The Moonflowers of Florida

The name moonflower is used to describe two species of flowering plants, Ipomoea alba (tropical white morning glory) and Datura stramonium (Jimson weed, and my personal favorite, zombie’s cucumber). Of the two moonflowers, only I. alba is native to Florida rivers (FIG 1)1, forming great white curtains draped from the canopies of oak, willow and ash {Monsoons and Moonflowers}, while D. stramonium prefers the dregs of roadside soils. Both attract various species of hawk moth, but only I. alba blooms exclusively under the moon (also in heavy shade)2.

As a postscript, a friend and colleague of mine reminded me of the roles these moonflowers have played in human history. For example, since the 1500s the sap of I. alba has been used as an anodyne (for pain), as well as a laxative, and in the making of crude rubber latex3. Whereas the Datura contain psychotropic alkaloids, such as atropine and scopolamine, used by many cultures since the 1800s in entheogenic rituals4,5, and in the early 20th century to induce twilight sleep (amnesia) intrapartum by administration of morphine in conjunction with scopolamine as the amnesic6,7.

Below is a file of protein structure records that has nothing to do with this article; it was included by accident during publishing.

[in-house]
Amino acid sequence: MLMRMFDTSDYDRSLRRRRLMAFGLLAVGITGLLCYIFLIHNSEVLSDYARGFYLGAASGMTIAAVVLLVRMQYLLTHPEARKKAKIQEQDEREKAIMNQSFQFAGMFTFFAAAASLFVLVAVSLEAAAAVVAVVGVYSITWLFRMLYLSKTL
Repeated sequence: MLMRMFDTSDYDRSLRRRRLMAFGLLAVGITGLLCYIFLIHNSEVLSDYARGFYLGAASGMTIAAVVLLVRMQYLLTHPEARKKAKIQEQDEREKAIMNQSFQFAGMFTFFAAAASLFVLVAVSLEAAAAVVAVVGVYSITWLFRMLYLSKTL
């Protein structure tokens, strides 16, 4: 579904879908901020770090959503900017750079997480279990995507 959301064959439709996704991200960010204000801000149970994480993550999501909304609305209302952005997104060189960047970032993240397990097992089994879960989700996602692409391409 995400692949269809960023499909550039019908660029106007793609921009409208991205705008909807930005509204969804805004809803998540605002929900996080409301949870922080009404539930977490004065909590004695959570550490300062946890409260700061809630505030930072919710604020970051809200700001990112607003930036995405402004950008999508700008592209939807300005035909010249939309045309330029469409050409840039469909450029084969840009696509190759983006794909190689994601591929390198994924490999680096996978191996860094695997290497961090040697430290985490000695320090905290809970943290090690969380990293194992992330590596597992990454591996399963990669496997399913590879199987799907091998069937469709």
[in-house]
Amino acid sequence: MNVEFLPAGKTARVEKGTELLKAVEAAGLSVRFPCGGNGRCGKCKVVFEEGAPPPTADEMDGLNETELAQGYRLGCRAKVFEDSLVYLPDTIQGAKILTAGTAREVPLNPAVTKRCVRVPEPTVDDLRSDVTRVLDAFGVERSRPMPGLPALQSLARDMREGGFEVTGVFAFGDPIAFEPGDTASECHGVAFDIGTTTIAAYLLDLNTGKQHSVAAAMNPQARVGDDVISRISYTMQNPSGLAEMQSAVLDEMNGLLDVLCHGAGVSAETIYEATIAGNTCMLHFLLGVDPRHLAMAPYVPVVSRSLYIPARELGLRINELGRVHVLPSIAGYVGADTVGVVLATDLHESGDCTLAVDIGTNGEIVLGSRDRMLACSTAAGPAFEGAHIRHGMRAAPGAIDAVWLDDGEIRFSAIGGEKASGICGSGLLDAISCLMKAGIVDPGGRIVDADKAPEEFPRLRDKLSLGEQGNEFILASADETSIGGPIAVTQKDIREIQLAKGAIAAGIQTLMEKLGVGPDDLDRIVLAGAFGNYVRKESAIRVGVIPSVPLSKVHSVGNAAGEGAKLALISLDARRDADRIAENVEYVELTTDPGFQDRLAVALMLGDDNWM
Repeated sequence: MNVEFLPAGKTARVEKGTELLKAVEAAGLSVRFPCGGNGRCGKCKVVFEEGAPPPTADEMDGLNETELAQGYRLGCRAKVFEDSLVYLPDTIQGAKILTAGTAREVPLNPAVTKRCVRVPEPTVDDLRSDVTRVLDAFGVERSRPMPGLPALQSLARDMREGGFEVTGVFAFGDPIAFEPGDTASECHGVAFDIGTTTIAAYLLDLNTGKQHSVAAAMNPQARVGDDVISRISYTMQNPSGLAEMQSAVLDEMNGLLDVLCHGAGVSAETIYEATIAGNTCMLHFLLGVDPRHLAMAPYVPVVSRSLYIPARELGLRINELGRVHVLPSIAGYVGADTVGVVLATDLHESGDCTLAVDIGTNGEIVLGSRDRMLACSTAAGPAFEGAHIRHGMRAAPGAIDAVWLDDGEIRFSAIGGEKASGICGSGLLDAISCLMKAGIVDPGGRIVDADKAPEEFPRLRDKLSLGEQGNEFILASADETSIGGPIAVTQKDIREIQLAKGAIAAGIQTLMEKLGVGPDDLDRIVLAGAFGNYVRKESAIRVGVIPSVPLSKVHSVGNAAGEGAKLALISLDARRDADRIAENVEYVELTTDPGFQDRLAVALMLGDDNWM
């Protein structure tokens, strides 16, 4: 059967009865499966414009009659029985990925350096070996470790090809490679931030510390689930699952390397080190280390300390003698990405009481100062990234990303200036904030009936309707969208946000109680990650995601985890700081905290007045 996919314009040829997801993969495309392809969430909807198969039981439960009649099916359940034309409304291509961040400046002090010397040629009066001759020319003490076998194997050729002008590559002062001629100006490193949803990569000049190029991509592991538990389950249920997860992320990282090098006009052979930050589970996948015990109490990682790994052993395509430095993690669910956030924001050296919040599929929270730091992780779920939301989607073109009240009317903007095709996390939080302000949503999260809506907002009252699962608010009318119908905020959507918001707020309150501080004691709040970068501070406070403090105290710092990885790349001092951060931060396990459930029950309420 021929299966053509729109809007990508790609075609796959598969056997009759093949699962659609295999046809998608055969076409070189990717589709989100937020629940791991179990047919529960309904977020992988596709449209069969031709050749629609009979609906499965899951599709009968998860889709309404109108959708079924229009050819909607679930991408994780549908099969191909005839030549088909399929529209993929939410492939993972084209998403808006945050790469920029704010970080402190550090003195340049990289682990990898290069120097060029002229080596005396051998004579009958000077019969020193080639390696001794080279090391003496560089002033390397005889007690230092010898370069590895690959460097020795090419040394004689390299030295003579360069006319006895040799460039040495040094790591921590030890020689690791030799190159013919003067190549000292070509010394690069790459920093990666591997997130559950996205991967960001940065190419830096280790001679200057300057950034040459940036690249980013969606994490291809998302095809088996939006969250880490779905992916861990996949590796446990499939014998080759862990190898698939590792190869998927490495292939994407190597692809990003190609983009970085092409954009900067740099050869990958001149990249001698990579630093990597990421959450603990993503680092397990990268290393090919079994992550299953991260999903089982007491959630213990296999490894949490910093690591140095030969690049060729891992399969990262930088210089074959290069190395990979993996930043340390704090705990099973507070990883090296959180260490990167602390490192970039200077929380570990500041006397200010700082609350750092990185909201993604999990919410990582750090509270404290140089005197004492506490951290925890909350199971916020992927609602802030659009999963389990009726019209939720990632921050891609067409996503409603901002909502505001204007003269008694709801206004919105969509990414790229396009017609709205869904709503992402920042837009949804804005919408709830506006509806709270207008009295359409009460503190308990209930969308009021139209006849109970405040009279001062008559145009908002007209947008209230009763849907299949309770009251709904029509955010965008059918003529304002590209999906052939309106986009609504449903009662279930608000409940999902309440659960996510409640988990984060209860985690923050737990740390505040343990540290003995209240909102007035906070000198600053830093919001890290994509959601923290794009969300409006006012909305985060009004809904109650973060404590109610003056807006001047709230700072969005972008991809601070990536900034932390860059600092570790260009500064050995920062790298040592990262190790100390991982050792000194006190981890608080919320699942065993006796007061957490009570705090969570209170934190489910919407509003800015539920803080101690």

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1.            Atlas of Florida Plants, Institute for Systematic Botany, University of South Florida. Retrieved in December 2020 from:

2.            Hummingbird Moth (Hemaris spp.), United States Forest Service. Retrieved in December 2020 from:

3.            Austin, 2013. Moon-flower (Ipomoea alba, convolvulasceae—medicine, rubber enabler and ornamental: a review. Economic Botany 67(3): 224-262.

4.            Passos et al. 2016. Hallucinogenic plants in the Mediterranean countries. Neuropathology of Drug Addictions and Substance Misuse. DOI: 10.1016/B978-0-12-800212-4.00071-6.

5.            Freye, 2010. Toxicity of Datura Stramonium in Pharmacology and Abuse of Cocaine, Amphetamines, Ecstasy and Related Designer Drugs. Netherlands: Springer. pp. 217–218. 

6.            What is twilight sleep and obstetrics? Sheil et al. Retrieved in December 2020 from:       

7.            J. Leavitt, 1980. Birthing and Anesthesia: The Debate over Twilight Sleep. Signs, 6(1): 147-164.

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